Disappointed by their new slugger, who was now 30 years old, the Cardinals decided to trade Altman for pitching. In November, they sent him to the New York Mets for veteran right-hander Roger Craig. With the Mets, Altman put up identical home run and RBI numbers to what he had done in St. Louis, but his batting average dropped like a sinking fastball. He batted .230, the worst mark of his career.

Not surprisingly, Altman’s subpar numbers placed him on the trade market. For the third straight winter, Altman saw his address change. In January of 1965, the Mets traded him back to the Cubs for journeyman outfielder Billy Cowan (whom we profiled in one of our earliest Card Corners). It was a trade that signaled how far Altman’s stock had fallen.

George Altman joined the Chicago Cubs in 1959, and would play with them for seven seasons in total. Pictured above with his teammates in 1959 (L to R): manager Bob Scheffing, Tony Taylor, George Altman, Ernie Banks, Walt Moryn, Earl Averill, Dale Long, Bobby Thomson and Sammy Taylor. (National Baseball Hall of Fame and Museum)

Altman began the 1965 season as the Cubs’ left fielder, rapping out three hits on Opening Day, but eventually lost his starting spot. He then spent the next two summers playing a bench role, where manager Leo Durocher showed a preference for using younger players. In 1967, Altman endured a demotion to Triple-A ball. Convinced that he could still play every day in something other than the minor leagues, Altman asked for his unconditional release, which the Cubs granted him later that season. So Altman took his talents to the Japanese Leagues. That’s why the 1967 card is the last one that Topps produced for the veteran slugger.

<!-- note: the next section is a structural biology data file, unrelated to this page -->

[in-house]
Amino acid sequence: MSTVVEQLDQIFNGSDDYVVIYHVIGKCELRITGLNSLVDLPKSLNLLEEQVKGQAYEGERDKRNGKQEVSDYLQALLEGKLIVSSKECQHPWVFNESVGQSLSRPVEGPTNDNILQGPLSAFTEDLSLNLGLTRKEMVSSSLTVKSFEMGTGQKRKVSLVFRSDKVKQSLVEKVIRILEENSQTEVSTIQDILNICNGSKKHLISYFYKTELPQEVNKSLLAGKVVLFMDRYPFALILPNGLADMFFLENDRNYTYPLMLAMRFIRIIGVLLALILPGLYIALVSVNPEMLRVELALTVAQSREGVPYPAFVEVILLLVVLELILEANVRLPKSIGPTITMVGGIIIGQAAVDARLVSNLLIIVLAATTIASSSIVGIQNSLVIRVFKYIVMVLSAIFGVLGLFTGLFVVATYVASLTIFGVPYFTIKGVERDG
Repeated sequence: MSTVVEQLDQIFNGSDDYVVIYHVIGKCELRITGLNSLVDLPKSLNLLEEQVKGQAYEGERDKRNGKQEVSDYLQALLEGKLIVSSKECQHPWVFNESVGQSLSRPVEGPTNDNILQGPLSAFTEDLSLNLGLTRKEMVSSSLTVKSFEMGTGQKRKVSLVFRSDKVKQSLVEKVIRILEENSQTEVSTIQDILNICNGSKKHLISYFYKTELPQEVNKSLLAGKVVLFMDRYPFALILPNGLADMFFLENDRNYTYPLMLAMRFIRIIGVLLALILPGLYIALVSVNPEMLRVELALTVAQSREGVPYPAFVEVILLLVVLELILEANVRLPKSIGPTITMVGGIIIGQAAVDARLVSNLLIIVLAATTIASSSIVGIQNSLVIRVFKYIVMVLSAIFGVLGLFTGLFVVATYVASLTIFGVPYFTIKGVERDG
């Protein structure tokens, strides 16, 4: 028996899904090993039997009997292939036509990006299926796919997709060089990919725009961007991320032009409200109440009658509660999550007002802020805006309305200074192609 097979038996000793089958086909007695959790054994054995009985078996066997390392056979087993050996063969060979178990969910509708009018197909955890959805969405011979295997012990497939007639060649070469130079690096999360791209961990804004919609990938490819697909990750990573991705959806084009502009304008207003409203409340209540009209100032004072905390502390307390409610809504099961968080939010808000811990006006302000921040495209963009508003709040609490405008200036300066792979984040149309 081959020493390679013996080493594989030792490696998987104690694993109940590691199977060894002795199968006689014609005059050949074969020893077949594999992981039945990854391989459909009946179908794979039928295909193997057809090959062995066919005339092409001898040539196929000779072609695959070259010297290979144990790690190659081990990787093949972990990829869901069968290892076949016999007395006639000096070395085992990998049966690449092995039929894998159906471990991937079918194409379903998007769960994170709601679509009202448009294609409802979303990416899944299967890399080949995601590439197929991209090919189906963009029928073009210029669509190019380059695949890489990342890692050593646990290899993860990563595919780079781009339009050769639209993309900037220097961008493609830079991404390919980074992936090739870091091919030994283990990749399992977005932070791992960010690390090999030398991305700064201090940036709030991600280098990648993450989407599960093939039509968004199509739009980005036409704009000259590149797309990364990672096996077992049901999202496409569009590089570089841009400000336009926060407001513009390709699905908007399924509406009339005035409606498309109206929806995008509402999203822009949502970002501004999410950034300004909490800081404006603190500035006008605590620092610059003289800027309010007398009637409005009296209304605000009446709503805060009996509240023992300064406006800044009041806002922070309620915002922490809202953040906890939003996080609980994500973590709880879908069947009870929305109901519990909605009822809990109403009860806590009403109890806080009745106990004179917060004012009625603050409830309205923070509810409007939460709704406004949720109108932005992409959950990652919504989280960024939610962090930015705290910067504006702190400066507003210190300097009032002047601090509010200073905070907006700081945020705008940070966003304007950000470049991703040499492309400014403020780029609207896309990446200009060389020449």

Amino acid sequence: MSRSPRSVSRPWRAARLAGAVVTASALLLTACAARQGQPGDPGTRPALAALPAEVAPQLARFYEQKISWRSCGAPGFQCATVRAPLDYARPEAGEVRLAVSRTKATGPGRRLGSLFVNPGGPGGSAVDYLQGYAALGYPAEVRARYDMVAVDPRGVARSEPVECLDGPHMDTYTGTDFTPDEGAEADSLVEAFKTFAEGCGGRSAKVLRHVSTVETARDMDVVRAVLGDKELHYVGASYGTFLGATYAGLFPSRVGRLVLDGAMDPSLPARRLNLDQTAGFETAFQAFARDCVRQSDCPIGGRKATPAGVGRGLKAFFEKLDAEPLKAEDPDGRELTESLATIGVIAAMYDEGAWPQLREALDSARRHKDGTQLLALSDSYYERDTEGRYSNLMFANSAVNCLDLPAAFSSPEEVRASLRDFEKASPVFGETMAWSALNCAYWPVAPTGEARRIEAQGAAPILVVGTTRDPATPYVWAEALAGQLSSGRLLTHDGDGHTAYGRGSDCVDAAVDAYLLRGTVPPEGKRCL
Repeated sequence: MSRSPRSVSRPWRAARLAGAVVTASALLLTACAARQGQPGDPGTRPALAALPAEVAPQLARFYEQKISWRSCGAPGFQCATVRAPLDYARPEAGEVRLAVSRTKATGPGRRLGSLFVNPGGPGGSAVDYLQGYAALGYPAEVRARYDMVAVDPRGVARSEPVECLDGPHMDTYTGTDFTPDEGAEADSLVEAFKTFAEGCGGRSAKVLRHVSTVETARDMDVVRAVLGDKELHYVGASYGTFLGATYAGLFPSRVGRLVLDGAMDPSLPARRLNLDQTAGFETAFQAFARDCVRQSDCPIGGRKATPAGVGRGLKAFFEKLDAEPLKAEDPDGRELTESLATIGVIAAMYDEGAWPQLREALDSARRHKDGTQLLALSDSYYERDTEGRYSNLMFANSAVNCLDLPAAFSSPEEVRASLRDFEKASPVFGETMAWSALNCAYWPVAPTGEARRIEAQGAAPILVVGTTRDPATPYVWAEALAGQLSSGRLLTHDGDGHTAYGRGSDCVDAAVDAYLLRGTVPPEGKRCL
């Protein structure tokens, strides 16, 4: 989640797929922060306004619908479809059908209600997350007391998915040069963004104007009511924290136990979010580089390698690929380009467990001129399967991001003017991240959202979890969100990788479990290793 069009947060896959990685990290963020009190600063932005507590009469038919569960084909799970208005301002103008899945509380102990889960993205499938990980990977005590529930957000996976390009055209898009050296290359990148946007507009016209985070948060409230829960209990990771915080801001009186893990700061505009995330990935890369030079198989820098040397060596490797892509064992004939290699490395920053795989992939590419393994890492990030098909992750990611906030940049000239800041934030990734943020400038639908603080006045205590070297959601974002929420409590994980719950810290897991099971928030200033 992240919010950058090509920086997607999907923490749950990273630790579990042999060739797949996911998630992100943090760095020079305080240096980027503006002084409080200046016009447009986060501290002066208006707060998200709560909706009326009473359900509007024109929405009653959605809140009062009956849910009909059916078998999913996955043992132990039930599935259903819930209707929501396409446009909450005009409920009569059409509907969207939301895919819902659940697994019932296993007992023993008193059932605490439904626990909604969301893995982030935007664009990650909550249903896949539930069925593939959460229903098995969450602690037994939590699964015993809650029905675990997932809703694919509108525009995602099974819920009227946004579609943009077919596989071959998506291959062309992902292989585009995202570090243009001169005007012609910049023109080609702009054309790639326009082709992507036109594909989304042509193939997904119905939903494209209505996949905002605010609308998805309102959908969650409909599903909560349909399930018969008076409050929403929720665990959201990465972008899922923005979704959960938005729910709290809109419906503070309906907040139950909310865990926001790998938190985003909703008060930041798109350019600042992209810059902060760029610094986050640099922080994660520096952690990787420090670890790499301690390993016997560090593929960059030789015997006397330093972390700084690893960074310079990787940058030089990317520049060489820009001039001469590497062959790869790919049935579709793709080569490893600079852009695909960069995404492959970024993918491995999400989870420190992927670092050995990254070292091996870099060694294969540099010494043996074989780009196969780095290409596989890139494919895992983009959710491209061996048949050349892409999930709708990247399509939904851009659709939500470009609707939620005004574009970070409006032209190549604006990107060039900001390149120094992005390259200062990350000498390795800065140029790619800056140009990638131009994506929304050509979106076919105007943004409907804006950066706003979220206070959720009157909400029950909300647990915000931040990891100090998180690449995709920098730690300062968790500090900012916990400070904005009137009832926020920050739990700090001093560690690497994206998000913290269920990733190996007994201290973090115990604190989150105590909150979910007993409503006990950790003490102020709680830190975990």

Now 34 years old, Altman seemed past his prime. But the Tokyo Giants offered him a one-year contract that matched the terms of his deal with the Cubs. It quickly paid off; Altman hit .320 with 34 home runs, making himself a certified star in Japan. He also began to adjust to the Asian culture, including the Japanese preference for hot baths. “I lost 18 pounds during the first season in Japan largely because I used to follow my teammates into the baths after games,” Altman explained to sportswriter Norman Pearlstine.

At season’s end, the shrinking Altman became a free agent, but chose to remain in Japan. This time he signed a long-term deal with the Lotte Orions. The deal turned out wonderfully – for both the Orions and for Altman. For the next six seasons, Altman put up massive numbers, consistently hitting over .300 and putting up 20-plus home runs.

In 1974, Altman was on pace for his best season in Japan, posting an OPS of 1.095 through the three-quarter pole of the season, when he was diagnosed with colon cancer. Altman had to undergo chemotherapy, weakening him substantially. Remarkably, Altman did not allow the disease to end his career; he came back for one more season in 1975, playing respectably for the Hanshin Tigers at the age of 42.

By the end of his final season, the well-liked Altman had become a legendary figure in Japan. Fans became obsessed with him, not only because of his power hitting, but because of his sheer size. “Fans would follow me around like a freak,” Altman told Chicago Cubs Vineline in 1987.

Having extracted all that he could from his large, well-conditioned body, Altman went on to find success in another field. Given his intelligence and his communications skills, that should have come as no surprise. Altman became a commodities trader for 13 years, specializing in the trading of wheat and soybeans.

Now retired, Altman is 84 years old, but looks and sounds much younger than his age. He still makes public appearances, including a role as the 2016 keynote speaker for the Society for American Baseball Research’s Jerry Malloy Conference, where he regaled SABR members with stories of the Negro Leagues.

In many ways, Altman’s life has been one of remarkable resilience. When it appeared that his MLB days had ended, he sprouted a second career as a Japanese legend. When cancer struck, he found a way to keep playing. Even after baseball, Altman excelled in the world of finance.

It seems that George Altman keeps finding the bright blue skies of his 1967 Topps card.


Bruce Markusen is the manager of digital and outreach learning at the National Baseball Hall of Fame and Museum

To the top
To the top